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Israel headed for third election in 12 months after deadline expires

It is the latest in a wave of firsts for Israel, after Netanyahu became the first sitting prime minister to be indicted last month.
Image: Israeli Prime Minister Benjamin Netanyahu
Benjamin Netanyahu last month became the first Israeli prime minister to be charged with corruption.Gali Tibbon / Reuters

Israel is headedfor a third national election in 12 months after the deadline for forming a government expired on Wednesday.

It is the latest in a wave of firsts for Israel after Benjamin Netanyahu became the first sitting prime minister to be indicted on corruption charges last month.

The looming election represents a lifeline for the embattled prime minister, whose indictment on charges of bribery, fraud and breach of trust came just weeks after he failed to cobble together a government in October.

The double blow was perhaps the greatest challenge to his political leadership to date. He denies any wrongdoing and has vowed to stay on as prime minister.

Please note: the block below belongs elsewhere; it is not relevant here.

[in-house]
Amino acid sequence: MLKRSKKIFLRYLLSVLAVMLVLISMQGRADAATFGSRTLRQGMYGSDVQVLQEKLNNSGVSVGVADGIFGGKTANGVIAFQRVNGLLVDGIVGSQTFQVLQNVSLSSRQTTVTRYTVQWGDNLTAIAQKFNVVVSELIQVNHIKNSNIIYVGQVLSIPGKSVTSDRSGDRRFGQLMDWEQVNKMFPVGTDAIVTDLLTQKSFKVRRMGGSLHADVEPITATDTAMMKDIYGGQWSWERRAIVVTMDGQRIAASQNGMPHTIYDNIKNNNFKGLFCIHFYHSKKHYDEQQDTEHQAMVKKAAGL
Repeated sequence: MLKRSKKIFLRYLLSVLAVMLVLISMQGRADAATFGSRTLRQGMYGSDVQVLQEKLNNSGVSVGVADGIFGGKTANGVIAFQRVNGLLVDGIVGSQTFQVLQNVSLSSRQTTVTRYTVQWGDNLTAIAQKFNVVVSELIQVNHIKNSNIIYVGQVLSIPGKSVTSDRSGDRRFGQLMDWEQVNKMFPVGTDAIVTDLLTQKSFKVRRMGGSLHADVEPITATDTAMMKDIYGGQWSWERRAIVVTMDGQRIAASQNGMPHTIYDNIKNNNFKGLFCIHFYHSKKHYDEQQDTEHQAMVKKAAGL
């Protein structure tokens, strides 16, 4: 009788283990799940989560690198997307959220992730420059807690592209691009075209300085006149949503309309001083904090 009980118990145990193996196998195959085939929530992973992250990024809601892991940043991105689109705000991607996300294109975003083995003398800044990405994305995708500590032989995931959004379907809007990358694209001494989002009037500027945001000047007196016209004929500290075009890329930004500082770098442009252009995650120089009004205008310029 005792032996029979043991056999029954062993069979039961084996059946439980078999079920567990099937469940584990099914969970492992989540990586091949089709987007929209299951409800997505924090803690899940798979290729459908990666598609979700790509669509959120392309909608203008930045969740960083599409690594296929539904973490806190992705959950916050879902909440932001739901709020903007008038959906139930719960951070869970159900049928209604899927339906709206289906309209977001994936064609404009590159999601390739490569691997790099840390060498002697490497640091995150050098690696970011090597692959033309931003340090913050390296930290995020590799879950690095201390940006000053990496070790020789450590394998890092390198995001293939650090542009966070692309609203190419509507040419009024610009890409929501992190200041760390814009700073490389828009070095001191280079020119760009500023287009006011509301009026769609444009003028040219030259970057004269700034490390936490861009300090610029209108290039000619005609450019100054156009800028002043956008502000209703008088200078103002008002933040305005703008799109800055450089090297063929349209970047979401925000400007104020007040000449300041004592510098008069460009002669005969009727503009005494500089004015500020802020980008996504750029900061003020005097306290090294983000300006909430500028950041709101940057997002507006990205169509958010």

The third election will likely be held on March 2, 2020, a date agreed upon by Netanyahu's Likud party and his chief political rival Benny Gantz's Blue and White party.

It remains unclear whether the Likud party will back Netanyahu as its leader and if so, whether his indictment will upset the political deadlock that has characterized the past two polls.

In an election in September, Netanyahu and Gantz virtually tied, with Blue and White coming in first with 33 seats and Likud trailing behind with 32. Even with allied parties backing them, both men failed to reach the 61-seat majority threshold needed to form a government in the 120-seat Knesset.

Before that, in an election in April, Likud and Blue and White each won 35 seats. Netanyahu had the greatest number of endorsements from other parties, however, so he was able to attempt to form a government first.

In the end, his ambition was scuppered by Avigdor Lieberman, a former ally, who refused to join his coalition, accusing Netanyahu of giving ultra-Orthodox religious parties too much power. That decision left the prime minister one seat short of a parliamentary majority.